In his complaint, Nelson sought damages from Elway and Buscher for breach of contract, promissory estoppel, fraud, conspiracy, and dual agency. Additionally, Nelson sought exemplary damages. The respondents then moved the trial court for summary judgment, which the court granted as to all counts. The court of appeals affirmed with respect to all counts except for promissory estoppel. On that claim the court of appeals held there was a genuine issue of material fact and remanded the case to the trial court for trial on that issue alone.


Summary judgment is appropriate when there is no genuine issue as to any material fact and the moving party is entitled to judgment as a matter of law. Cung La v. State Farm Auto. Ins. Co., 830 P.2d 1007, 1009 (Colo.1992). The burden to show that there exists no genuine issue of material fact is on the moving party, id., and the court must resolve all doubts as to whether an issue of fact exists against that party. Id.


The first issue is whether the court of appeals erred in ruling that the petitioners failed to allege facts sufficient to support the unlawful overt act element of a civil conspiracy claim. The petitioners assert that Pico breached his fiduciary duty, and that this breach constituted the requisite unlawful overt act to give rise to liability for civil conspiracy. The respondents maintain that no valid conspiracy claim exists here because the petitioners failed to show an unlawful overt act. Moreover, the respondents contend that even if Pico breached his fiduciary duty to the petitioners, this is insufficient to impose liability upon the respondents in the absence of evidence that the respondents either committed an unlawful overt act or conspired with Pico to do so. The court of appeals held that:

the negotiations cited by plaintiffs which allegedly gave rise to a civil conspiracy contain no reference to any unlawful overt acts necessary to support a civil conspiracy....

Here, the parties entered into negotiations which culminated in the signing of the buy-sell agreements and contracts for the sale of real estate. After those negotiations, GMAC informed defendants that Nelson was not to receive any proceeds from the sale, and defendants promptly informed plaintiffs about this condition. There is no evidence that Elway or Buscher engaged in unlawful overt acts in negotiating this sale.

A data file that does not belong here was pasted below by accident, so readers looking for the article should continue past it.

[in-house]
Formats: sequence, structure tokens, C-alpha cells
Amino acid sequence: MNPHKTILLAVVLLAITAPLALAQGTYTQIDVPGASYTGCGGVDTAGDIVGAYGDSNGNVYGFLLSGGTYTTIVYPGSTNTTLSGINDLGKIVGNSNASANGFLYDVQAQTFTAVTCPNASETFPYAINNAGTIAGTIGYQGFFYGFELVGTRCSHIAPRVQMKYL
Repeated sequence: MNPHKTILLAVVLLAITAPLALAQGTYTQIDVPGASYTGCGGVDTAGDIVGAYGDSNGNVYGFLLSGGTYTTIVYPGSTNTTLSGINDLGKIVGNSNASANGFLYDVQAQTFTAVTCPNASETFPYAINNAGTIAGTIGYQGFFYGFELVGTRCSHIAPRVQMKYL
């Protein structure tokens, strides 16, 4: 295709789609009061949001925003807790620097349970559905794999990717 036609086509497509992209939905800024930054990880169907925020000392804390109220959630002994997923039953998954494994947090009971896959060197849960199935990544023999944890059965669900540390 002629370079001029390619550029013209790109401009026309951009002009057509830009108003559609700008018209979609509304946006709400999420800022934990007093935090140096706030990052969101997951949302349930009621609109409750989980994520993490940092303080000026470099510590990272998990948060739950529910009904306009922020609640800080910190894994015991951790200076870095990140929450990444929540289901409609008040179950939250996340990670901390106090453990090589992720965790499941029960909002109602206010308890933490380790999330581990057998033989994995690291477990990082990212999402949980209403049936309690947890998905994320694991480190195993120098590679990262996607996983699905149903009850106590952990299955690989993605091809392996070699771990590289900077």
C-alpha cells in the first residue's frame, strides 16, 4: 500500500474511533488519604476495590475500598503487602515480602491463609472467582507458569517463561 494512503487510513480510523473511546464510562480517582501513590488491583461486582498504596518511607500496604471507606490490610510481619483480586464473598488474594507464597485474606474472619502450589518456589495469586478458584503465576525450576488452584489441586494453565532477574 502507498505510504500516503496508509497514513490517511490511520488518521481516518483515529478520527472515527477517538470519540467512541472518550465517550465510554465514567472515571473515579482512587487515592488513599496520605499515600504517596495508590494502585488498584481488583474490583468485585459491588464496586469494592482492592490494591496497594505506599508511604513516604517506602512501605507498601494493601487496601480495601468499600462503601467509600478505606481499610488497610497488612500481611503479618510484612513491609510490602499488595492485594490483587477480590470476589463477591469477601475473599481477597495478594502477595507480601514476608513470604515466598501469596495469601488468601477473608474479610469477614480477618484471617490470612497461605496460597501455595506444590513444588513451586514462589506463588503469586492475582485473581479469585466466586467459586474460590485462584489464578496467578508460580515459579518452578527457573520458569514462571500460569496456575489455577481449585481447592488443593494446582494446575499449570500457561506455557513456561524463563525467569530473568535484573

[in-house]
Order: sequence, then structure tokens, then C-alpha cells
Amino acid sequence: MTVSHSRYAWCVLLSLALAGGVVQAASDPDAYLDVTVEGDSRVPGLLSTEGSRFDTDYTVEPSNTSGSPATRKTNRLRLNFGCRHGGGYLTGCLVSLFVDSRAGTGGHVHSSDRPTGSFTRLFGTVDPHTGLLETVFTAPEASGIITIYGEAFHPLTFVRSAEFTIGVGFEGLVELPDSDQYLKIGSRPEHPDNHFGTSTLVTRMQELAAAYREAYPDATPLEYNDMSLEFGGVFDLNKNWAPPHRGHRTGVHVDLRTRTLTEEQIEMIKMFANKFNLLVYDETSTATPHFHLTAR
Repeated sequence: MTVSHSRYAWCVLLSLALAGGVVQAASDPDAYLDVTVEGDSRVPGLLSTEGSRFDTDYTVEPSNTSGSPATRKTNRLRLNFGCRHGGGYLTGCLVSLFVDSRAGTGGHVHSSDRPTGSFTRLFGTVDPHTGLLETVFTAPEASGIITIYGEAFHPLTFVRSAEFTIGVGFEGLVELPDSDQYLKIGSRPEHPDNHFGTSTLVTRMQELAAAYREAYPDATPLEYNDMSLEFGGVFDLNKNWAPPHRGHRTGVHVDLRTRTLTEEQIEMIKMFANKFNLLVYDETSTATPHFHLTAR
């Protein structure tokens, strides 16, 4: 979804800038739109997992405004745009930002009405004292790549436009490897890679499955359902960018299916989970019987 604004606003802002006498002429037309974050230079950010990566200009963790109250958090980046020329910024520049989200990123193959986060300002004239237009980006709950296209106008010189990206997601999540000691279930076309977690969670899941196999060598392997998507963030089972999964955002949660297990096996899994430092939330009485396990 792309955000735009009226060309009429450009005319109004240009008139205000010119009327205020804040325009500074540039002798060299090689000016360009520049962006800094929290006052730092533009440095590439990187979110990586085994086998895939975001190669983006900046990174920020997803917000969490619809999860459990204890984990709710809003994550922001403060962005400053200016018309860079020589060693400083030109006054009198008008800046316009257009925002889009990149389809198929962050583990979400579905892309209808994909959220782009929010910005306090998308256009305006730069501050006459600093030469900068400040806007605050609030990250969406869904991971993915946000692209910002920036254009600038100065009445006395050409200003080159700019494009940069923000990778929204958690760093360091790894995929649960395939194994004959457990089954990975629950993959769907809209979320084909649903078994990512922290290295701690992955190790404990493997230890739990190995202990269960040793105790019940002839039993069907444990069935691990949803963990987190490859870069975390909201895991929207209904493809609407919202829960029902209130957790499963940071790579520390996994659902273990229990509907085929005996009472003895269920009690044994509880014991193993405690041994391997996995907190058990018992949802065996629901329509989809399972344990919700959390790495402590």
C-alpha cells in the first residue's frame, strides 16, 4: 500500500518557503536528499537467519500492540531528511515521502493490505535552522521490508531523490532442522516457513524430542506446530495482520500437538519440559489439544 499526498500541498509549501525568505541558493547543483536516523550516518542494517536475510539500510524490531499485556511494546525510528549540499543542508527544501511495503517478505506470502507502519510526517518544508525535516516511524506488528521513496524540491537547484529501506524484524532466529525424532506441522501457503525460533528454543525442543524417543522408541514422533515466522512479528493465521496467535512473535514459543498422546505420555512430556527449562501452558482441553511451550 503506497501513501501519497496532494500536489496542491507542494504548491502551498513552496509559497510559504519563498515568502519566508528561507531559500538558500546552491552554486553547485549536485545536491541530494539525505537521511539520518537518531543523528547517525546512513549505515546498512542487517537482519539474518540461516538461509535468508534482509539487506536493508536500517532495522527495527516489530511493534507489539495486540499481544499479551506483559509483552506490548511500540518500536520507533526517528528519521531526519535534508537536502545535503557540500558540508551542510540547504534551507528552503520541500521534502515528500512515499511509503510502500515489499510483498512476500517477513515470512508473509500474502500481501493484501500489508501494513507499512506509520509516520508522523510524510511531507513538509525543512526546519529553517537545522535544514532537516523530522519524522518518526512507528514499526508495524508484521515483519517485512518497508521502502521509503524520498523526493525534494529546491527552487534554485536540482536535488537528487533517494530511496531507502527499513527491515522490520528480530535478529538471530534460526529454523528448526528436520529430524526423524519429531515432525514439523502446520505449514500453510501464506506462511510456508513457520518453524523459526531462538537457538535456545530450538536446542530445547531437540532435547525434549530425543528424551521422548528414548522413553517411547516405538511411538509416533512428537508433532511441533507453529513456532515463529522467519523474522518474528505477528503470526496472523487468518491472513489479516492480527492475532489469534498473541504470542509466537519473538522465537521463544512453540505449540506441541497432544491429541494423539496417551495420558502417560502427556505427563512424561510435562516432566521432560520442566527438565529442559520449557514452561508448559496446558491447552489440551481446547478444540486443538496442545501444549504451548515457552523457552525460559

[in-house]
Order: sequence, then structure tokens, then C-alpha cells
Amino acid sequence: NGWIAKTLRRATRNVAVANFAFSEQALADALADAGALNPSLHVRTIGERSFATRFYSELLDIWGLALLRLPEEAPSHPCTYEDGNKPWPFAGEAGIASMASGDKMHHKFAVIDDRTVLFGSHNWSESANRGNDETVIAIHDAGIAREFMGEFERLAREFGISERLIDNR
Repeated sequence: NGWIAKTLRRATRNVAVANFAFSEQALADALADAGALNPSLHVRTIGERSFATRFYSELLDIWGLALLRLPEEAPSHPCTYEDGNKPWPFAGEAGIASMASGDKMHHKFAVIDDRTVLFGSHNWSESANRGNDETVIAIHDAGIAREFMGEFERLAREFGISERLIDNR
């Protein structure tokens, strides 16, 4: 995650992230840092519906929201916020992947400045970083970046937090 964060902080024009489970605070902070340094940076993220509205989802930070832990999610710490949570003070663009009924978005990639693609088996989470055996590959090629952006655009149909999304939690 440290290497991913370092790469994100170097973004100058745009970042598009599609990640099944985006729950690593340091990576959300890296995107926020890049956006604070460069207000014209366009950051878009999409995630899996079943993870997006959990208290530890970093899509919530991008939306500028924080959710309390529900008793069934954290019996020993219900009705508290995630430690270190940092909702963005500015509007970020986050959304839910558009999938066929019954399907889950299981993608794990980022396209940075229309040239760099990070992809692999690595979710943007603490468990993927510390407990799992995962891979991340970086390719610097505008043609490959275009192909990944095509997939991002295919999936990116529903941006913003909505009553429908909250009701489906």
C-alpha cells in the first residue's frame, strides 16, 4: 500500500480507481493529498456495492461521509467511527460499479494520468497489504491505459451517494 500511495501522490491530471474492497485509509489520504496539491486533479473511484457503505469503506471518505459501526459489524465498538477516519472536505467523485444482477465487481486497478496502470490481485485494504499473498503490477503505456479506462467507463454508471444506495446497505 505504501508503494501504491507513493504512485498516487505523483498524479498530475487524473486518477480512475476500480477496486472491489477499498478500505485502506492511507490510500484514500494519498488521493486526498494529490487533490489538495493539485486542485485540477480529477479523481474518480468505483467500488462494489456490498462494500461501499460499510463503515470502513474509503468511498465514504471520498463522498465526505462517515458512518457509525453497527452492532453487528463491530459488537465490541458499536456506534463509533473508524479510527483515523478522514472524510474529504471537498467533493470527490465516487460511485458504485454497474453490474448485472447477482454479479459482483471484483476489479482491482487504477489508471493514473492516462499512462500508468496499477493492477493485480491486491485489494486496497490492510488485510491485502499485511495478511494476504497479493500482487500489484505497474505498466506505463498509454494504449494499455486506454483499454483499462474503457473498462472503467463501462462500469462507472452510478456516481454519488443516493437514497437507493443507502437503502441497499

Nelson, slip op. at 10.

We agree with the court of appeals. To establish a civil conspiracy in Colorado, a plaintiff must show: (1) two or more persons; (2) an object to be accomplished; (3) a meeting of the minds on the object or course of action; (4) an unlawful overt act; and (5) damages as to the proximate result. Jet Courier Serv., Inc. v. Mulei, 771 P.2d 486, 502 (Colo.1989). The court will not infer the agreement necessary to form a conspiracy; evidence of such an agreement must be presented by the plaintiff. More v. Johnson, 193 Colo. 489, 494, 568 P.2d 437, 440 (1977). Additionally, the purpose of the conspiracy must involve an unlawful act or unlawful means. A party may not be held liable for doing in a proper manner that which it had a lawful right to do. Contract Maintenance Co. v. Local No. 105, 160 Colo. 190, 194-95, 415 P.2d 855, 857 (1966).

In this case, as was held by the trial and appellate courts, the petitioners alleged no facts giving rise to any unlawful overt act required to support a conspiracy claim. In their brief, the petitioners claim that "Elway and Pico either prompted GMAC or conspired with GMAC to impose an additional condition, eliminating compensation for Nelson." The petitioners' amended complaint, however, is devoid of such an allegation. Indeed, the record contains no support at all for such an assertion.

While the petitioners do allege that Pico, as the agent of Metro Toyota, breached his fiduciary duty to the petitioners, this alone does not give rise to a claim for relief against the respondents. Without an allegation that the respondents committed, or participated in the commission of, an unlawful overt act, conspiracy liability may not be imposed against them. The record indicates that the respondents negotiated, at arm's length, the best deal they could for the purchase of the dealerships. We decline to impose liability upon the respondents for doing in a proper manner that which they had the lawful right to do: attempt to obtain the most advantageous position for themselves in purchasing the dealerships. We thus hold that the court of appeals correctly affirmed the trial court's entry of summary judgment in favor of the respondents on this issue.


The next issue is whether the court of appeals erred in upholding the trial court's entry of summary...